Denis Villeneuve (Incendies), making his Hollywood debut, directs with purposed intensity, his eye burrowing into the souls of his characters, especially Keller and Loki, with vengeful authority never passing judgment on their actions even as he calls attention to every detail. Aided in no small part by veteran cinematographer Roger Deakins’ (Skyfall, True Grit) exacting eye, no facet of the film feels unimportant or out of place, the luminous savagery of the visuals coupled with the intimate majesty of emotions being explored crafting a devastating mélange that sticks with the viewer long after the screen fades to black.
For those who thought Jackman’s Les Misérables performance was a fluke, suffice it to say he proves it wasn’t. His work is all out, full bore, overflowing with nuanced trepidations that help make Keller the type of man who ends up taking the close to vile actions he views as crucial to save a daughter he isn’t entirely certain is even alive. He rides this maelstrom in ways that are unfathomable, reminding me in some ways of Gene Bervoets’ spellbinding turn in George Sluizer’s 1988 classic The Vanishing. His obsession is both an undoing as well as a salvation, but which ends up coming out on top is a shocking, deeply personal whodunit all the way until the end.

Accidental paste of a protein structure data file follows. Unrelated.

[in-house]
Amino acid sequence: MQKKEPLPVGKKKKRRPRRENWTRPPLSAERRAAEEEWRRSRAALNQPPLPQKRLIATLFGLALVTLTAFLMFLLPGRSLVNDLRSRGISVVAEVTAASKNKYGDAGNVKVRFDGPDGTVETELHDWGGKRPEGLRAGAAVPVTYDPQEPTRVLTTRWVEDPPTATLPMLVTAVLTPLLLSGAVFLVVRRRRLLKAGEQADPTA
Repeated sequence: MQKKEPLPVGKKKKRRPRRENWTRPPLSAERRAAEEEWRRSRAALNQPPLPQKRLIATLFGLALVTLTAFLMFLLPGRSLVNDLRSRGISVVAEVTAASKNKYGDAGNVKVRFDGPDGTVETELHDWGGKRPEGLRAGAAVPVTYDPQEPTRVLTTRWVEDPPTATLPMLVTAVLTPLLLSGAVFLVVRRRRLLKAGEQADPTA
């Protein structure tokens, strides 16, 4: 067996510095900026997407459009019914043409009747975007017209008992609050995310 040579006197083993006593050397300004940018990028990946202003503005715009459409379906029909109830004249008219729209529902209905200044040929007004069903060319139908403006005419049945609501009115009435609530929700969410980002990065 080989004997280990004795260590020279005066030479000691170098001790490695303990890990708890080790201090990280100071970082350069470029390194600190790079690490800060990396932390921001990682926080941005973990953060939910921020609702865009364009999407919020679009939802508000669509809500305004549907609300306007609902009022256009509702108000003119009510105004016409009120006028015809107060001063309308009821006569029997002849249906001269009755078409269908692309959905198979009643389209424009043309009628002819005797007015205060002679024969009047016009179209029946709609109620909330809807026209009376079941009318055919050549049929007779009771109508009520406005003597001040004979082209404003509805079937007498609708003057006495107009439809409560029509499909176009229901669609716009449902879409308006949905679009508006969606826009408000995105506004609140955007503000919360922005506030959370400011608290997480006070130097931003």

The rest of the cast is equally outstanding, with Gyllenhaal being the clear standout as the film’s more or less co-lead, Loki proving to be the controlled, precise yin to Keller’s take-no-prisoners, anything-goes yang. But the truth is far more complicated, this detective a driven control freak who doesn’t like to have things any other way than his own. For him, failure isn’t so much a non-starter as it is something to be avoided like the plague. His path in many ways is just as dark and as dangerous as any being walked down by the grieving, out of control parental doppelgänger, Loki’s precise clinical mind fraying at the seams as this kidnapping case spirals out of his control.
There some minor annoyances, some of the coincidences involved with the case a little too convenient if I’m being blunt. But the emotional undercurrents are pitch perfect, while the ending is one of the best I’ve come across in all of 2013 (which, if I’m thinking about it, is saying something as there have been some seriously great endings this year). Villeneuve has managed to construct a puzzle box thriller that remembers the human element is more essential than a few slights of hand and a handful of cheap thrills. It builds its emotions from a core, lived-in reality that’s pulsing with nerve-wracking effervescence, making Prisoners an impactful tour de force sure to be remembered fondly for many years to come.
Review reprinted courtesy of the SGN in Seattle
Film Rating: 3½ (out of 4)